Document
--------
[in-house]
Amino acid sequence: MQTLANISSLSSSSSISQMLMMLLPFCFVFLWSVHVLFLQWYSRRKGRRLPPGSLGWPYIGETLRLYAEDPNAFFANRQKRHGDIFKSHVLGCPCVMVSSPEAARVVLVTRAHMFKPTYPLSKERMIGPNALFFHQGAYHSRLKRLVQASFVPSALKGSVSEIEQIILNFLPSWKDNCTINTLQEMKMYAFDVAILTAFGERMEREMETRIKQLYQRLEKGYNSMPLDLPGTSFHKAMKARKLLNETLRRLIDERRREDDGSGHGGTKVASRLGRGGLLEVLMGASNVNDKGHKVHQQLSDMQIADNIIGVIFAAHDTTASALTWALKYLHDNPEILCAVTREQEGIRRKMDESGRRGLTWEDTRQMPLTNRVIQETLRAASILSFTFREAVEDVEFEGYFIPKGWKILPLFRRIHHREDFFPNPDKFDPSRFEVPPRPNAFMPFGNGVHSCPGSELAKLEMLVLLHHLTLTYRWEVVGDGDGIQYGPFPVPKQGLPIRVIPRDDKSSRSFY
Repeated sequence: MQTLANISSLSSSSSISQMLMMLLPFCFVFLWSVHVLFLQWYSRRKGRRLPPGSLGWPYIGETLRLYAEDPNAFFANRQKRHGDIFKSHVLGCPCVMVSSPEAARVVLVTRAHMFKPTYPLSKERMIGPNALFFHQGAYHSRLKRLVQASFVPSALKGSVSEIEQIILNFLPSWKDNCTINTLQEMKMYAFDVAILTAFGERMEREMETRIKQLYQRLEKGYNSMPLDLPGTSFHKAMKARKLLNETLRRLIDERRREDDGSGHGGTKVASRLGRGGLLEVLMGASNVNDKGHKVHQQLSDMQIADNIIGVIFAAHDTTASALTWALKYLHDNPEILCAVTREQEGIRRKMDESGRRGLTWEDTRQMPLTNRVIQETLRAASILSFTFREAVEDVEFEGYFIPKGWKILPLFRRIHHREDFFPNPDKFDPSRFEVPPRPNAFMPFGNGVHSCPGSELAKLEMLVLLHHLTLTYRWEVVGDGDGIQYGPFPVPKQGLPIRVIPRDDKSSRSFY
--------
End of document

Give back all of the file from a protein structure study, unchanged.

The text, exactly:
[in-house]
Amino acid sequence: MQTLANISSLSSSSSISQMLMMLLPFCFVFLWSVHVLFLQWYSRRKGRRLPPGSLGWPYIGETLRLYAEDPNAFFANRQKRHGDIFKSHVLGCPCVMVSSPEAARVVLVTRAHMFKPTYPLSKERMIGPNALFFHQGAYHSRLKRLVQASFVPSALKGSVSEIEQIILNFLPSWKDNCTINTLQEMKMYAFDVAILTAFGERMEREMETRIKQLYQRLEKGYNSMPLDLPGTSFHKAMKARKLLNETLRRLIDERRREDDGSGHGGTKVASRLGRGGLLEVLMGASNVNDKGHKVHQQLSDMQIADNIIGVIFAAHDTTASALTWALKYLHDNPEILCAVTREQEGIRRKMDESGRRGLTWEDTRQMPLTNRVIQETLRAASILSFTFREAVEDVEFEGYFIPKGWKILPLFRRIHHREDFFPNPDKFDPSRFEVPPRPNAFMPFGNGVHSCPGSELAKLEMLVLLHHLTLTYRWEVVGDGDGIQYGPFPVPKQGLPIRVIPRDDKSSRSFY
Repeated sequence: MQTLANISSLSSSSSISQMLMMLLPFCFVFLWSVHVLFLQWYSRRKGRRLPPGSLGWPYIGETLRLYAEDPNAFFANRQKRHGDIFKSHVLGCPCVMVSSPEAARVVLVTRAHMFKPTYPLSKERMIGPNALFFHQGAYHSRLKRLVQASFVPSALKGSVSEIEQIILNFLPSWKDNCTINTLQEMKMYAFDVAILTAFGERMEREMETRIKQLYQRLEKGYNSMPLDLPGTSFHKAMKARKLLNETLRRLIDERRREDDGSGHGGTKVASRLGRGGLLEVLMGASNVNDKGHKVHQQLSDMQIADNIIGVIFAAHDTTASALTWALKYLHDNPEILCAVTREQEGIRRKMDESGRRGLTWEDTRQMPLTNRVIQETLRAASILSFTFREAVEDVEFEGYFIPKGWKILPLFRRIHHREDFFPNPDKFDPSRFEVPPRPNAFMPFGNGVHSCPGSELAKLEMLVLLHHLTLTYRWEVVGDGDGIQYGPFPVPKQGLPIRVIPRDDKSSRSFY